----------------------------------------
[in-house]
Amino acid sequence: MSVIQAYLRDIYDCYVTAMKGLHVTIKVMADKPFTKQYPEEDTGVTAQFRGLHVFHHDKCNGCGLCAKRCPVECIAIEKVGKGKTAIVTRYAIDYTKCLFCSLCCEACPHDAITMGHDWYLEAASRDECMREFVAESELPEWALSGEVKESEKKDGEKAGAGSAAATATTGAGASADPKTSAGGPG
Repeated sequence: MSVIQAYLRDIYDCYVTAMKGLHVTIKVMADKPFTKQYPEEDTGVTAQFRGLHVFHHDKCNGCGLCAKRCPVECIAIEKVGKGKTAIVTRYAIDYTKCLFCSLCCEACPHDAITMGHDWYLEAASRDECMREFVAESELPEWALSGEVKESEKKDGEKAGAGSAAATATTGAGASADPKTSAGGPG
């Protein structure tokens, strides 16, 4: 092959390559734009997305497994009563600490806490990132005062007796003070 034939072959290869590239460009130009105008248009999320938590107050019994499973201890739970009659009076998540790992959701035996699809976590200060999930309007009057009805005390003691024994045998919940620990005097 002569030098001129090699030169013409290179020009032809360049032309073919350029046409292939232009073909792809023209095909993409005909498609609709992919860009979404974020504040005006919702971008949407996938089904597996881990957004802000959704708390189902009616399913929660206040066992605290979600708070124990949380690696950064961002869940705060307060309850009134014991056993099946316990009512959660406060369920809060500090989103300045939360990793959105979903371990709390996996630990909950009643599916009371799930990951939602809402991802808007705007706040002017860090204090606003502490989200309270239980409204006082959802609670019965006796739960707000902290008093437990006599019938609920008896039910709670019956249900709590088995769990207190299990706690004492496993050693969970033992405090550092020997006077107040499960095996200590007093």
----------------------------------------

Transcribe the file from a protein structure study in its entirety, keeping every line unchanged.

[in-house]
Amino acid sequence: MSVIQAYLRDIYDCYVTAMKGLHVTIKVMADKPFTKQYPEEDTGVTAQFRGLHVFHHDKCNGCGLCAKRCPVECIAIEKVGKGKTAIVTRYAIDYTKCLFCSLCCEACPHDAITMGHDWYLEAASRDECMREFVAESELPEWALSGEVKESEKKDGEKAGAGSAAATATTGAGASADPKTSAGGPG
Repeated sequence: MSVIQAYLRDIYDCYVTAMKGLHVTIKVMADKPFTKQYPEEDTGVTAQFRGLHVFHHDKCNGCGLCAKRCPVECIAIEKVGKGKTAIVTRYAIDYTKCLFCSLCCEACPHDAITMGHDWYLEAASRDECMREFVAESELPEWALSGEVKESEKKDGEKAGAGSAAATATTGAGASADPKTSAGGPG
């Protein structure tokens, strides 16, 4: 092959390559734009997305497994009563600490806490990132005062007796003070 034939072959290869590239460009130009105008248009999320938590107050019994499973201890739970009659009076998540790992959701035996699809976590200060999930309007009057009805005390003691024994045998919940620990005097 002569030098001129090699030169013409290179020009032809360049032309073919350029046409292939232009073909792809023209095909993409005909498609609709992919860009979404974020504040005006919702971008949407996938089904597996881990957004802000959704708390189902009616399913929660206040066992605290979600708070124990949380690696950064961002869940705060307060309850009134014991056993099946316990009512959660406060369920809060500090989103300045939360990793959105979903371990709390996996630990909950009643599916009371799930990951939602809402991802808007705007706040002017860090204090606003502490989200309270239980409204006082959802609670019965006796739960707000902290008093437990006599019938609920008896039910709670019956249900709590088995769990207190299990706690004492496993050693969970033992405090550092020997006077107040499960095996200590007093």